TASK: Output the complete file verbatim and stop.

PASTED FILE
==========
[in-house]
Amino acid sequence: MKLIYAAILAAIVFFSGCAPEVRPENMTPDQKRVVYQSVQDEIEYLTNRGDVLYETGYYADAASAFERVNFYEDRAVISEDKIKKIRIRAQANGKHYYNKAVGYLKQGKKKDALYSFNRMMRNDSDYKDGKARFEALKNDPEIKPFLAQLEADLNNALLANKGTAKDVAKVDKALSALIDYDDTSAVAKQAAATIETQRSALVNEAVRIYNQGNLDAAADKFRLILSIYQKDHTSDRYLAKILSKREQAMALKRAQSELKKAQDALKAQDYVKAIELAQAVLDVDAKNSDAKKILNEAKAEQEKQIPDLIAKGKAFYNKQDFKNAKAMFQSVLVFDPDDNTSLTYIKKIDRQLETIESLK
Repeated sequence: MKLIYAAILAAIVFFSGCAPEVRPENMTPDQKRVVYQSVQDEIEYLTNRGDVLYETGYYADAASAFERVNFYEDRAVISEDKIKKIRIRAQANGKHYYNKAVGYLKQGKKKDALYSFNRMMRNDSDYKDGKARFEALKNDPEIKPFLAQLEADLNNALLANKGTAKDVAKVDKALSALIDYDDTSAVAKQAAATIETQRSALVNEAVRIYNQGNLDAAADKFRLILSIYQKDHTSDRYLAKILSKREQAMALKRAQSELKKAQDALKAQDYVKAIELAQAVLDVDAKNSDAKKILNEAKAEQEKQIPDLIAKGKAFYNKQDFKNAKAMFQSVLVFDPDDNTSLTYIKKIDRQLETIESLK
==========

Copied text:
[in-house]
Amino acid sequence: MKLIYAAILAAIVFFSGCAPEVRPENMTPDQKRVVYQSVQDEIEYLTNRGDVLYETGYYADAASAFERVNFYEDRAVISEDKIKKIRIRAQANGKHYYNKAVGYLKQGKKKDALYSFNRMMRNDSDYKDGKARFEALKNDPEIKPFLAQLEADLNNALLANKGTAKDVAKVDKALSALIDYDDTSAVAKQAAATIETQRSALVNEAVRIYNQGNLDAAADKFRLILSIYQKDHTSDRYLAKILSKREQAMALKRAQSELKKAQDALKAQDYVKAIELAQAVLDVDAKNSDAKKILNEAKAEQEKQIPDLIAKGKAFYNKQDFKNAKAMFQSVLVFDPDDNTSLTYIKKIDRQLETIESLK
Repeated sequence: MKLIYAAILAAIVFFSGCAPEVRPENMTPDQKRVVYQSVQDEIEYLTNRGDVLYETGYYADAASAFERVNFYEDRAVISEDKIKKIRIRAQANGKHYYNKAVGYLKQGKKKDALYSFNRMMRNDSDYKDGKARFEALKNDPEIKPFLAQLEADLNNALLANKGTAKDVAKVDKALSALIDYDDTSAVAKQAAATIETQRSALVNEAVRIYNQGNLDAAADKFRLILSIYQKDHTSDRYLAKILSKREQAMALKRAQSELKKAQDALKAQDYVKAIELAQAVLDVDAKNSDAKKILNEAKAEQEKQIPDLIAKGKAFYNKQDFKNAKAMFQSVLVFDPDDNTSLTYIKKIDRQLETIESLK